The start of the 1931 Ford Commercial Airplane Reliability Tour at the Ford Airport in Dearborn, Michigan, on Sunday July 4th 1931. Opening footage at forefront right shows the Gee Bee model E Sportster flown by Lowell Bayles to a fourth place finish. Forefront center-left is the Great Lakes biplane flown by Joeseph Meehan. A number of various aircraft are parked on the airfield, including an autogyro. Visitors on the airport ramp look at airplanes on display. The museum clock tower and other buildings at Greenfield Village are visible in the background. View looking outward from inside a hanger. A squadron of U.S. Army Air Corps Boeing P-12 pursuit airplanes parked in rows, with propellers all set horizontally. A light high wing monoplane takes off followed, successively, by two Ford trimotor passenger aircraft equipped with wheel pants. View of a biplane landing. A crowd standing in front of a hangar and several officials standing in the grass. People posing on the ramp with airport building in background.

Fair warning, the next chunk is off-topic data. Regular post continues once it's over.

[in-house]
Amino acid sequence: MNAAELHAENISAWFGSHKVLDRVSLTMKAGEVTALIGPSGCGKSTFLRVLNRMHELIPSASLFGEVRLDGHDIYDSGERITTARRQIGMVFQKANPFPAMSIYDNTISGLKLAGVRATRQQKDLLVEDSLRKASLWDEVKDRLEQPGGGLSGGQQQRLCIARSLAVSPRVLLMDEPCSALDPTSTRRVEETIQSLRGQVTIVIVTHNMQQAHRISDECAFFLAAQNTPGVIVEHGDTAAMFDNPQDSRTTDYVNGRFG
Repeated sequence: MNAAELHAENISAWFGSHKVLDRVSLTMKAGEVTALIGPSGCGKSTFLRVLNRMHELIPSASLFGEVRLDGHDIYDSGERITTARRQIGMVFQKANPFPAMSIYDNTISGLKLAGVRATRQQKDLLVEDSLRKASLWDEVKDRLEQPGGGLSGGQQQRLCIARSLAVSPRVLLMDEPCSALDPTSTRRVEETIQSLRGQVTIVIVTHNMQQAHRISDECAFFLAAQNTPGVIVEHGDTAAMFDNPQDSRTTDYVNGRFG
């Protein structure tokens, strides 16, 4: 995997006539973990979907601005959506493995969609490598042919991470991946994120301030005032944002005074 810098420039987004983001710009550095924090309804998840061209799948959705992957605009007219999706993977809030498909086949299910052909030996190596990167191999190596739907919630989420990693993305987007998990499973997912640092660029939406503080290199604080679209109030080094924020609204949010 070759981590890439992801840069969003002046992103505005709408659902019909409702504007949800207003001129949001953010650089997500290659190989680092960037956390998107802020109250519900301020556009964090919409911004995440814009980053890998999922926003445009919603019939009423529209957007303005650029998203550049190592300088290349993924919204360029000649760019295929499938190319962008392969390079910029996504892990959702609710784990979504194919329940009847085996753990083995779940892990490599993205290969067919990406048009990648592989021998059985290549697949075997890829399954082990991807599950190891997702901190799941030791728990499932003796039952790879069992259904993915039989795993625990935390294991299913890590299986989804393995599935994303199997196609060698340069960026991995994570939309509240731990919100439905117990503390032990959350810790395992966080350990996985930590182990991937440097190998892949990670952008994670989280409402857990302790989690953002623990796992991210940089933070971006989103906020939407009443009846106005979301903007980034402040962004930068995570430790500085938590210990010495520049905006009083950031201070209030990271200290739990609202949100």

Animated opening sequence with view of Ford Automobile factory in Dearborn, Michigan. A 1931 Ford Model A races toward foreground of screen with its Ford Emblem completing the on-screen phrase, "The twenty millionth Ford". An announcer bows and steps behind a microphone (that hides his face) and speaks. Scene shifts to the original Ford workshop at the back of his home, 58 Bagley Avenue,Detroit, Michigan. His first automobile, a two cylinder machine (Quadricycle) made in 1896 is seen near the small brick building. It is viewed from several angles and shown with its engine running. Snow is on the ground.